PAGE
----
Tri-County North

School District

College Information

College Information

Post-Secondary Information & Resources

Thinking about your future can be an exciting and overwhelming time in your life. Whether you choose to attend a 4-year institution or a 2-year community college there are steps you can take to help you plan and prepare for your future. When the college admission process is done well you can leave high school knowing that you are entering a new and exciting phase or your life.

  • College Search & College Visits ~ Visit or
  • College Admissions Testing ~ Link to ACT website. It is recommended the first attempt at taking the ACT or SAT is in the spring of your junior year. For more information on taking the SAT visit
  • Applying to College ~ Most colleges now have applications online, however if you do apply on paper be sure to write neatly using ink not pencil. Be organized when you start to apply. You should have a list of your accomplishments you have earned and activities you have been involved in to help you move along with the application process. Thoroughly think through any essay questions before submitting the final draft (see tips below). Be sure to request a transcript to be mailed directly to the institution you are applying to from your high school counselor. Many online applications allow you to save and come back later to complete the application. Most college applications have an application fee as well. Be aware of all deadlines when applying to an institution. Some have early deadlines (as early as November of your senior year) and others have rolling admissions which mean they will be able to accept you at any point during the school year.
  • Essays ~ Do: 1. Start early giving yourself plenty of time to revise; 2. read directions carefully so you can answer the essay question directly and express yourself as clearly as you can; 3. tell the truth about yourself; 4. focus on an aspect of yourself that will show your best side and a narrow focus is more interesting than broad generalizations; 5. speak positively (negativity tends to turn people off); 6. write about your greatest achievements and assets and be proud of them; 7. have someone proof read your essay; 8. type or use ink for your final draft. Don't: 1. repeat information given somewhere else on your application; 2. write general information or be impersonal; 3. use cliches; 4. be too witty, too opinonated or too intellectual (stay away from extremes). The essay/personal statement is your's and should be written by you. Most admission committees are able to spot essays that are written by parents or other professionals.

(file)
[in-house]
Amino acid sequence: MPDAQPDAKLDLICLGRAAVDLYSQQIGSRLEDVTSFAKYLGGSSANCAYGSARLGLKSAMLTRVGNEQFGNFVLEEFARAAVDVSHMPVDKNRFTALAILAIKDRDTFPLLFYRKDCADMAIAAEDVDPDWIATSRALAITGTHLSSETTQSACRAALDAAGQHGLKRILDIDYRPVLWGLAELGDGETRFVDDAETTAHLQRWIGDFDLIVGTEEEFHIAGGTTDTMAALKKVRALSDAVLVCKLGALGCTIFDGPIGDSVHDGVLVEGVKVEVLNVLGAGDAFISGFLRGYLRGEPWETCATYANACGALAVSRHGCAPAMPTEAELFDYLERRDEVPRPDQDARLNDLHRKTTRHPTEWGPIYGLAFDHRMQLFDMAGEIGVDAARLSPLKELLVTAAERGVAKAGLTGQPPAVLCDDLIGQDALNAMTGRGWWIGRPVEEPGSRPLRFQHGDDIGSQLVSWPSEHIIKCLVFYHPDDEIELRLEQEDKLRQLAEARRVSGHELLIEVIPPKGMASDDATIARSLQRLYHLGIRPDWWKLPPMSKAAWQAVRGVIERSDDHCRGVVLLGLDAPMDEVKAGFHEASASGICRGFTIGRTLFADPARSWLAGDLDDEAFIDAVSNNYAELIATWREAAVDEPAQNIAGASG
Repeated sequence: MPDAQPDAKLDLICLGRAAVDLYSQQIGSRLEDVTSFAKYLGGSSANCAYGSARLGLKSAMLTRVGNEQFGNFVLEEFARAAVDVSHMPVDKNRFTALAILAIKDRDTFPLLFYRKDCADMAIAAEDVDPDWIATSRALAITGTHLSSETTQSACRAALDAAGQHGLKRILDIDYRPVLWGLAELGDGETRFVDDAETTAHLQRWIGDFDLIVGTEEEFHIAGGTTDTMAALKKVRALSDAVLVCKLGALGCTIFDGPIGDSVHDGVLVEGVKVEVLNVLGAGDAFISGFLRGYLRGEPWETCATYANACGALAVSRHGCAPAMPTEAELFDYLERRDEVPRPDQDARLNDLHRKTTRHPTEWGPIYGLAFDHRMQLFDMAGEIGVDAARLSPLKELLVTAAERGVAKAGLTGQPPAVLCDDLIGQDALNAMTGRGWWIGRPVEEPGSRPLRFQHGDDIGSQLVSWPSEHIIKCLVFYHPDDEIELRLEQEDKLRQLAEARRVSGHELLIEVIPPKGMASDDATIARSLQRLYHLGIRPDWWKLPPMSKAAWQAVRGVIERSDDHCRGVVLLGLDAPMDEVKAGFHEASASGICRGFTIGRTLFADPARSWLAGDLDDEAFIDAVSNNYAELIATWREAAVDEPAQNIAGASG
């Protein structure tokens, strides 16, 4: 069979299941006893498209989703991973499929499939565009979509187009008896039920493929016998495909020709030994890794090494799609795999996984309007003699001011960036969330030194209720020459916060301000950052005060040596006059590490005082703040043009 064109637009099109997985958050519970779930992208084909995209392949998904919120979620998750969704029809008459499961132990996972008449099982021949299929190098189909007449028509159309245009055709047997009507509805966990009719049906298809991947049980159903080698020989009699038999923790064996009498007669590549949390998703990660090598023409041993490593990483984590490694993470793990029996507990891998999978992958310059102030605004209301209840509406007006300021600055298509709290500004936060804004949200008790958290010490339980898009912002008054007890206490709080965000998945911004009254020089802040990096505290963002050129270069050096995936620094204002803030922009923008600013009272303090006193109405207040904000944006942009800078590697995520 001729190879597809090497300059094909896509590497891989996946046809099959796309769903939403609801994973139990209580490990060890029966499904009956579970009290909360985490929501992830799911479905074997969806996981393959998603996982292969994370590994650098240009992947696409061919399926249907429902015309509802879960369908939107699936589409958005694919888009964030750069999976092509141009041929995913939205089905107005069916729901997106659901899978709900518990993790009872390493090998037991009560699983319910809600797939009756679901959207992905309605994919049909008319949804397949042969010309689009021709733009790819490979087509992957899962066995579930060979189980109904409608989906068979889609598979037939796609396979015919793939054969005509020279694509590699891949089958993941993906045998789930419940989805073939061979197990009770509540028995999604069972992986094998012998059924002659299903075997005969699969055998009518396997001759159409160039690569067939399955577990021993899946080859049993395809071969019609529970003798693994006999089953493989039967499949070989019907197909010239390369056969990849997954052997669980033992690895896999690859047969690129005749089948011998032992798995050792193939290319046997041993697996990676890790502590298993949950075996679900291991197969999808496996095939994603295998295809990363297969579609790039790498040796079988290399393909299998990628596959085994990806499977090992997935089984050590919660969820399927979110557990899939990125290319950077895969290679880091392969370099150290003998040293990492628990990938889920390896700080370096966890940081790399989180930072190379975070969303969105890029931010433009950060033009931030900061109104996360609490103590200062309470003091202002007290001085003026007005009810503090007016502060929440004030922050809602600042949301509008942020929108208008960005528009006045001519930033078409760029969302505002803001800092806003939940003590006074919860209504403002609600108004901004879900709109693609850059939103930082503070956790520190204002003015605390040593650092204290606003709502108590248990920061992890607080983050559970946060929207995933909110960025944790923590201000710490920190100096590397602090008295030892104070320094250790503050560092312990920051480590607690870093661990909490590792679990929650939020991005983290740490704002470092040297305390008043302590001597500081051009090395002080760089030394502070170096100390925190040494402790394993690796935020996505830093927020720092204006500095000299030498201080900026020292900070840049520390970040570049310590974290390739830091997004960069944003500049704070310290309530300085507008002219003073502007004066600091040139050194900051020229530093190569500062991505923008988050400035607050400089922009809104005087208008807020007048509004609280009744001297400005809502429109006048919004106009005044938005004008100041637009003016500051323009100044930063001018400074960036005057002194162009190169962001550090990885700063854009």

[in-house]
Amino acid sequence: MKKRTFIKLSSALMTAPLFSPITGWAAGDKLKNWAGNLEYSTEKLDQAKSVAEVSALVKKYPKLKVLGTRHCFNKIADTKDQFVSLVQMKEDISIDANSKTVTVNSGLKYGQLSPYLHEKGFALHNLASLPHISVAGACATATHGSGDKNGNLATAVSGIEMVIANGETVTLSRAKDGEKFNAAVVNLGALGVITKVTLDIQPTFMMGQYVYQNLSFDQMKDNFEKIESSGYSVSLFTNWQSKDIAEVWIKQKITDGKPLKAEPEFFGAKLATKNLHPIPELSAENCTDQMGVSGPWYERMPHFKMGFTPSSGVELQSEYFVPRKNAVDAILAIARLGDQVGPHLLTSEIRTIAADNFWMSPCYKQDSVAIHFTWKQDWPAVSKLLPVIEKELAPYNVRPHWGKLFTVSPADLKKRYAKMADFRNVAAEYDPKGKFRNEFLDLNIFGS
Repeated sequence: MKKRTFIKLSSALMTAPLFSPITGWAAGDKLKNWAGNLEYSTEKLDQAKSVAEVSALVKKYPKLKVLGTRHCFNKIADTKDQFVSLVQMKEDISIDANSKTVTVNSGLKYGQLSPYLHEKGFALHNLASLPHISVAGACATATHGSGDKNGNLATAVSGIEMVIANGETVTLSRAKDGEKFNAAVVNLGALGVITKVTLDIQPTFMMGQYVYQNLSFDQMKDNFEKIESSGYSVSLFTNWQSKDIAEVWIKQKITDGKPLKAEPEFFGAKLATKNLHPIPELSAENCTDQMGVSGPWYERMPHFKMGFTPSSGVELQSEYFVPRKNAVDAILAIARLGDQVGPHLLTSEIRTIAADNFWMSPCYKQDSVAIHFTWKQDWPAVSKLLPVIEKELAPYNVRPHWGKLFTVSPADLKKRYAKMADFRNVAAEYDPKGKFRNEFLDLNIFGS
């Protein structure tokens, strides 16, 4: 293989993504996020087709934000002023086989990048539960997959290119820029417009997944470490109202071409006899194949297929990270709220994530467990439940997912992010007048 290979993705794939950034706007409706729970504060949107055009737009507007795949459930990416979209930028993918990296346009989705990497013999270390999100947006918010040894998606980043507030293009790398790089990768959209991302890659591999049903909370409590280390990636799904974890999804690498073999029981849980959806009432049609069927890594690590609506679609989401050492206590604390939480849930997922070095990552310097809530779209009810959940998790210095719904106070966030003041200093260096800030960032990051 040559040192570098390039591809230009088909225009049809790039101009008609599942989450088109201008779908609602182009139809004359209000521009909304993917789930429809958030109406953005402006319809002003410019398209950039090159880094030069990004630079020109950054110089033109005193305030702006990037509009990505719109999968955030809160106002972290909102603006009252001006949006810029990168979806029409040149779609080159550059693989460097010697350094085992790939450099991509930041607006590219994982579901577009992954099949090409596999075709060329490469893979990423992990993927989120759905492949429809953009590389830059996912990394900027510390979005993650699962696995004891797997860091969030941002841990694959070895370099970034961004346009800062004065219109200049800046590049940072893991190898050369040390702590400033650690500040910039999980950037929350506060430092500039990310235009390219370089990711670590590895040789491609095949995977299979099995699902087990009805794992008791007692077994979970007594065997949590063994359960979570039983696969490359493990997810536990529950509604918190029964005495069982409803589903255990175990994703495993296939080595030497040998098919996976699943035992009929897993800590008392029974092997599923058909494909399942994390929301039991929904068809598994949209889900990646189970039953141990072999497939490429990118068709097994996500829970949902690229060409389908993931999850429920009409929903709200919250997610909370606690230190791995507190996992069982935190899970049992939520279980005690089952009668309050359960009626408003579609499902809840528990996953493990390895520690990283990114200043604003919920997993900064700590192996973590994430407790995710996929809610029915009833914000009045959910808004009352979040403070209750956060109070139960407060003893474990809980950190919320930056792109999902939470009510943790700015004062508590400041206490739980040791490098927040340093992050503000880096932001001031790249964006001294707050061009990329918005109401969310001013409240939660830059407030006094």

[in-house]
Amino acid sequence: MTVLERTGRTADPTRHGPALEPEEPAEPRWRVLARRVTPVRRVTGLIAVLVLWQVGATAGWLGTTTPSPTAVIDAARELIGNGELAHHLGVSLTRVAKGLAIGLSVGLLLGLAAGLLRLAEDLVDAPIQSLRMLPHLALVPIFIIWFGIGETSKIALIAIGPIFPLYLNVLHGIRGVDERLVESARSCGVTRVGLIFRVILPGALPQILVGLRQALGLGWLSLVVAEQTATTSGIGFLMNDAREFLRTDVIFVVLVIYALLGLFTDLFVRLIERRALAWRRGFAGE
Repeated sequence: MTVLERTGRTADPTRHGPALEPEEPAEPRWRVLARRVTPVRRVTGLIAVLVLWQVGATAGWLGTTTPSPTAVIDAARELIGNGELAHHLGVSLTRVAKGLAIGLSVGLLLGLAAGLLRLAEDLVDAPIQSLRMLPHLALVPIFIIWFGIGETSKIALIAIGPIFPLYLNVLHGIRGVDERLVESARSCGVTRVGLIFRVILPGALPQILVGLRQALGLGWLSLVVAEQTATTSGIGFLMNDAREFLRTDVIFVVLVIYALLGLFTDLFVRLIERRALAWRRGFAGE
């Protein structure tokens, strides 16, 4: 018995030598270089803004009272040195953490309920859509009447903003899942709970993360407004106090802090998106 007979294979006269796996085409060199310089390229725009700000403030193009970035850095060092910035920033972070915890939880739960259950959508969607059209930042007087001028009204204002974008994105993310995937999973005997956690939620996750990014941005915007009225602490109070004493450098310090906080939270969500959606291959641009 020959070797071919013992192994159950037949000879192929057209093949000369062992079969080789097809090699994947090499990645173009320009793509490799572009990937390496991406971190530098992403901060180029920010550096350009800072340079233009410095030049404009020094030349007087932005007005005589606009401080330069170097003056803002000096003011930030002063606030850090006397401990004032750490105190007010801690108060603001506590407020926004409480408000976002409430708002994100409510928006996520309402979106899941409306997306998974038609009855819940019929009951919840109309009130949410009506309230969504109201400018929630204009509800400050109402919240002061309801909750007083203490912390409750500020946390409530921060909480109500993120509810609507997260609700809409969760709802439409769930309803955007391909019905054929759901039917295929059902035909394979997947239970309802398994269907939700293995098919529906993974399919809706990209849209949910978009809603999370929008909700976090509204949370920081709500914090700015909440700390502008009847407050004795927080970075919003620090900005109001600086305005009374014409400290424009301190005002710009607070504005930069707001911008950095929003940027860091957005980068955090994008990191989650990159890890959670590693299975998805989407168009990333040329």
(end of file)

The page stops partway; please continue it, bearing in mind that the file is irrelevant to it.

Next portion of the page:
• Recommendations ~ Recommendation letters should be obtained from people that know you well and can elaborate on your character and work ethic (i.e. teachers, coaches). Be sure to request a letter of recommendation early giving the writer plenty of time to write a well thought out letter. You may not be the only one this person has to write a letter for and you want them to do their best. Provide each person with a 'resume' about yourself and everything you have been involved in to help them write the letter. This should be kept in mind when applying for scholarships as well.
  • Financial Aid ~ Link to the FAFSA (Free Application for Federal Student Aid)
  • College Information for Athletes ~ Link to NCAA Clearinghouse eligibility website
  • Scholarship Information ~ Scholarship information is distributed to students as it becomes available. All local scholarship information will be provided for students in late winter/early spring. There are websites providing scholarship search databases and can be accessed by visiting the 'Scholarships' tab on the main page. Many scholarships require letters of recommendations and transcripts. Be sure to request these early from teachers and coaches or other people of importance (i.e. pastors....). Transcripts should be requested early from your high school counselor as well.
  • Visit for more scholarship information.